I hope you'll read along (you can order your copy here) We will follow the reading schedule below, but the format of the study lets you read at your own pace and jump in the conversation at any time. Share your thoughts, reflections, and ideas for the specific chapter (just click on "comments" at the bottom of each post)
"Explain your thinking" has always been my motto, as you can tell by my shirt below :)
However, what really struck me was on the first page of Chapter 1: "If one considers just verbs, Oxford English Dictionary rates the word think as the twelfth most used verb in the English language! Clearly the word think plays an astonishingly prominent role in our speech and writing, but for all this usage, how well do we understand what it actually means to think? . . . When teachers use it, what do they intend? When students hear it how do they interpret it? Does it lead to any actions on their part?" (p. 5)
When student hear think, how do they interpret it??? Often when I've asked students to explain their thinking, I hear the lament, "I don't know." or "My brain told me." or "I read the directions." Huh? But maybe the problem has been that I am not clear enough in my expectations or explicitly teaching what thinking looks like, sounds like. . . I think I model enough, but something is missing. Hmmm... "It's one thing for us as teachers to articulate the kinds of thinking we are seeking to promote; it is another for students to develop a greater awareness of the significant role that thinking plays in cultivating their own understanding." (p. 15) The missing piece!!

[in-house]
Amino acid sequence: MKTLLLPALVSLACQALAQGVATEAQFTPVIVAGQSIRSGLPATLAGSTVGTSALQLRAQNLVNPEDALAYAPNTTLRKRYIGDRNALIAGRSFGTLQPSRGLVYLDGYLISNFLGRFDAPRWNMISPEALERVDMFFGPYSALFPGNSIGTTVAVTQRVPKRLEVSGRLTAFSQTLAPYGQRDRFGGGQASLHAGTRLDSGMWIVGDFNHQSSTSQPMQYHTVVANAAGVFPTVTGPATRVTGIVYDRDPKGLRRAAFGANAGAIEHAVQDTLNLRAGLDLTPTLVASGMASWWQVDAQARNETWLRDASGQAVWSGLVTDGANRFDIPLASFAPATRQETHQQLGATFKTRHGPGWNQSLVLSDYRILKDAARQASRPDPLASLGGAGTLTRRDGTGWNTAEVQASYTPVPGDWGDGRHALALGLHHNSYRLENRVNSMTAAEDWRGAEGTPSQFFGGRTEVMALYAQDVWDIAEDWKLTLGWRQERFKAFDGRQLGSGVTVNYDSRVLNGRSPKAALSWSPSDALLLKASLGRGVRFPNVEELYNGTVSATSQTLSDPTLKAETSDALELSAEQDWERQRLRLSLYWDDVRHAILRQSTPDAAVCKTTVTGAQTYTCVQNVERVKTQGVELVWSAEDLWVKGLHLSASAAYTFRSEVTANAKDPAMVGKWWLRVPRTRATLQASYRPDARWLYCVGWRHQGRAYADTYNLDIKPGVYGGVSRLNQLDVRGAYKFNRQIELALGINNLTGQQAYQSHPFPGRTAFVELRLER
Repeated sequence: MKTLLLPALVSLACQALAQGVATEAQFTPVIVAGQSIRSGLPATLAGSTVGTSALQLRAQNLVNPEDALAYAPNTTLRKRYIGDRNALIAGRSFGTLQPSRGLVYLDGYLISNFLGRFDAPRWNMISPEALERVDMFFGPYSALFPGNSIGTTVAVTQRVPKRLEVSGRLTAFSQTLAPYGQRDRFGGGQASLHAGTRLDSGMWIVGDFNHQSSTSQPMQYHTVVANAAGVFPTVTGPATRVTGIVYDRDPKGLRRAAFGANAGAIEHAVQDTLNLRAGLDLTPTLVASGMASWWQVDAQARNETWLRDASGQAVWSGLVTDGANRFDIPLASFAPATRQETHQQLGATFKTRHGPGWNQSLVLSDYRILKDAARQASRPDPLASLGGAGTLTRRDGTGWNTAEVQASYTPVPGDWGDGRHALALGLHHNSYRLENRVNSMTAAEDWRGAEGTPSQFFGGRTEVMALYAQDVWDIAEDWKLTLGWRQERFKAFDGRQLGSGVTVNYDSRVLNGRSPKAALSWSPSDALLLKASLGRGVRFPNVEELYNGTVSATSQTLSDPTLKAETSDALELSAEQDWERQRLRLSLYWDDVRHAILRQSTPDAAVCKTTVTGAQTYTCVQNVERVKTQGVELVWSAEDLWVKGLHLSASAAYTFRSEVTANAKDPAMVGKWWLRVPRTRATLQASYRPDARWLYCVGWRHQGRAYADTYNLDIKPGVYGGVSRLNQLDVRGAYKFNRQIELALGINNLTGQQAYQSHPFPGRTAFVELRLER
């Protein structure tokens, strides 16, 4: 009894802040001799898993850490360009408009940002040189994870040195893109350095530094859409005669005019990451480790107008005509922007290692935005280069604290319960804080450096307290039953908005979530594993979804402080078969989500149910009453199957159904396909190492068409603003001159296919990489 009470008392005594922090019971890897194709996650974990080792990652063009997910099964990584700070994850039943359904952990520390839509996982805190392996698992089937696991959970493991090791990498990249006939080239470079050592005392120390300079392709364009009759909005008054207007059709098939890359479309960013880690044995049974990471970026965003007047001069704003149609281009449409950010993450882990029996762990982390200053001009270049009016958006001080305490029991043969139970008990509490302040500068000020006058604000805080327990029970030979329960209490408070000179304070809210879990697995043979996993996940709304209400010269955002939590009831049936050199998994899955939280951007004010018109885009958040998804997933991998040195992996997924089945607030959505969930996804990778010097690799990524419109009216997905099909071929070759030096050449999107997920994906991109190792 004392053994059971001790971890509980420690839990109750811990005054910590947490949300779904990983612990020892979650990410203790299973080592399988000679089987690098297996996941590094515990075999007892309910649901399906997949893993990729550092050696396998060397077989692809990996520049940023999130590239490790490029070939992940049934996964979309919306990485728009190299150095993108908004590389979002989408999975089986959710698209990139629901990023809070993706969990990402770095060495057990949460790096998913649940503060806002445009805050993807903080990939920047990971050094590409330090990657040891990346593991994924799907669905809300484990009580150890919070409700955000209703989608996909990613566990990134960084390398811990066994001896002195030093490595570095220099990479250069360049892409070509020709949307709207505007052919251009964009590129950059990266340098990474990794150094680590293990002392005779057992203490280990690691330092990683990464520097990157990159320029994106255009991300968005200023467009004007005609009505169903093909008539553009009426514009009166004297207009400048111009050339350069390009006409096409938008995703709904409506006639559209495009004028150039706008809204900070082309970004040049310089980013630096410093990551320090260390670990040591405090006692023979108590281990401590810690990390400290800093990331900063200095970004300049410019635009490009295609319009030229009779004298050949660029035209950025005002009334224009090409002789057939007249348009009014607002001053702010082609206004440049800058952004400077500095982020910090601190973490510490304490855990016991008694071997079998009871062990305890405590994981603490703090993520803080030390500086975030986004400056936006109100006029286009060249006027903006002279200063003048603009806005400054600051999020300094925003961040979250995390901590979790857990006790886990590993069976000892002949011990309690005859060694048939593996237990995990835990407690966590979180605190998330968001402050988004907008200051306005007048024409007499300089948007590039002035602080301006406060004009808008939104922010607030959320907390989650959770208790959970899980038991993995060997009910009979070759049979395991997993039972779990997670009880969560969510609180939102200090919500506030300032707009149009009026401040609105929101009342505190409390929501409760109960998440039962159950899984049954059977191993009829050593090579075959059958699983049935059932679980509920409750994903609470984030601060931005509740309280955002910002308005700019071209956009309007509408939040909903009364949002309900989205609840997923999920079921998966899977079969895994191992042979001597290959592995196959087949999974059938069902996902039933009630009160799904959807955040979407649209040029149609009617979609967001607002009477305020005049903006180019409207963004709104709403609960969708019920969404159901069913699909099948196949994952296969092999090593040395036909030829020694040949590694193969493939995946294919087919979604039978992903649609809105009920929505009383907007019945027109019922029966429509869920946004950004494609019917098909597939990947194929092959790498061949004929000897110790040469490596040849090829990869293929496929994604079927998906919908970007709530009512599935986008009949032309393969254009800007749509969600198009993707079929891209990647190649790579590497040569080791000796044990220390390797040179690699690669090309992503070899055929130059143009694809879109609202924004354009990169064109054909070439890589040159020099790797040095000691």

I had a few Aha Moments from this chapter (although less than 20 pages, it is filled with meat!!)
The authors caution against classrooms that are places of too much "tell and practice", yet also the classroom that is all about activity. Guilty of both at varying stages of my career!!
They've identified 8 thinking moves that foster and support understanding of new ideas.
As you can see these Thinking Moves are not subject-specific, but serve understanding across all the disciplines. Use this list to clarify what we mean by thinking. As we become clearer in our own minds (as teachers) about the types of thinking we want our students to do, we can then be more effective in our instructional planning. We can create opportunities for the kinds of thinking we value.
A concept map the research team used with students (across grade levels) was a bubble map with the center circle labeled: thinking. Students were asked, "What is thinking? When you tell someone you are thinking, what kind of things might actually be going on in your head?" Students responded with a variety of answers including: I picture things in my head, I ask myself questions and try to answer them, think logically, don't get caught up with things that aren't relevant, breaking down, finding similarities. Wow! How awesome that kids were able to articulate what actually goes on in their heads while they think!!
One of my take-aways from Chapter 1 is having students create a visible thinking portfolio. My students always keep a portfolio of their work as examples of growth. However, a visible thinking portfolio has samples of student-selected work that demonstrates where and when they had engaged in each of the above thinking moves. The portfolios become part of their student-led conference! I am so going to do this next year!! Love it!!
What is your take-away from this chapter? What do you hope to gain from this summer book study? Please comment below! Feel free to share with colleagues; the more discussion & reflection, the better our teaching! Check back next Wednesday for Chapter 2!